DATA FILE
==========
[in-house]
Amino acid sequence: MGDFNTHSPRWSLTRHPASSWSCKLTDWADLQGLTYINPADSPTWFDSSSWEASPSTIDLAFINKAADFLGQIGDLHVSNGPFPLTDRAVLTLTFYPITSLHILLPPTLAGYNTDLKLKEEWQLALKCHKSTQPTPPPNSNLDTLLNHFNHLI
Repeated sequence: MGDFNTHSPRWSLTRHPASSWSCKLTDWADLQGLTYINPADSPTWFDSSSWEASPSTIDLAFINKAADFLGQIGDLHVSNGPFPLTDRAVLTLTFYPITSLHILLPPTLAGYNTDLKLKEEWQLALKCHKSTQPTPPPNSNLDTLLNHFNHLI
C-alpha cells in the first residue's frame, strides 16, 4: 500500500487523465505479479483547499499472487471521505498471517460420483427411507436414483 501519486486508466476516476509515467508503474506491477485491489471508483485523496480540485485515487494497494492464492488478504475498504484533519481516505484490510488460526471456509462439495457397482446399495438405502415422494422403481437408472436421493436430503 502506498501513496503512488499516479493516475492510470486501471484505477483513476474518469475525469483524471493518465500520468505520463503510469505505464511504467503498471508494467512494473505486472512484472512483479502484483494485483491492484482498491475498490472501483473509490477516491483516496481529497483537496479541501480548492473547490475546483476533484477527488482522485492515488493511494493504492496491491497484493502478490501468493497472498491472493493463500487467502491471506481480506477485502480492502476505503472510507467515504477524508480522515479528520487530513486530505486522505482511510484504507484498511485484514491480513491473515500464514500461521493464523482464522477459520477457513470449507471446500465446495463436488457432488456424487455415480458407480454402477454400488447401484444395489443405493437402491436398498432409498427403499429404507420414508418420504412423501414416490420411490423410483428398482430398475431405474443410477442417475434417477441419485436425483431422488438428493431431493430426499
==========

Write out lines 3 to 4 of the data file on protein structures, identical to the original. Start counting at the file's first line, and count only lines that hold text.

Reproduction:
Repeated sequence: MGDFNTHSPRWSLTRHPASSWSCKLTDWADLQGLTYINPADSPTWFDSSSWEASPSTIDLAFINKAADFLGQIGDLHVSNGPFPLTDRAVLTLTFYPITSLHILLPPTLAGYNTDLKLKEEWQLALKCHKSTQPTPPPNSNLDTLLNHFNHLI
C-alpha cells in the first residue's frame, strides 16, 4: 500500500487523465505479479483547499499472487471521505498471517460420483427411507436414483 501519486486508466476516476509515467508503474506491477485491489471508483485523496480540485485515487494497494492464492488478504475498504484533519481516505484490510488460526471456509462439495457397482446399495438405502415422494422403481437408472436421493436430503 502506498501513496503512488499516479493516475492510470486501471484505477483513476474518469475525469483524471493518465500520468505520463503510469505505464511504467503498471508494467512494473505486472512484472512483479502484483494485483491492484482498491475498490472501483473509490477516491483516496481529497483537496479541501480548492473547490475546483476533484477527488482522485492515488493511494493504492496491491497484493502478490501468493497472498491472493493463500487467502491471506481480506477485502480492502476505503472510507467515504477524508480522515479528520487530513486530505486522505482511510484504507484498511485484514491480513491473515500464514500461521493464523482464522477459520477457513470449507471446500465446495463436488457432488456424487455415480458407480454402477454400488447401484444395489443405493437402491436398498432409498427403499429404507420414508418420504412423501414416490420411490423410483428398482430398475431405474443410477442417475434417477441419485436425483431422488438428493431431493430426499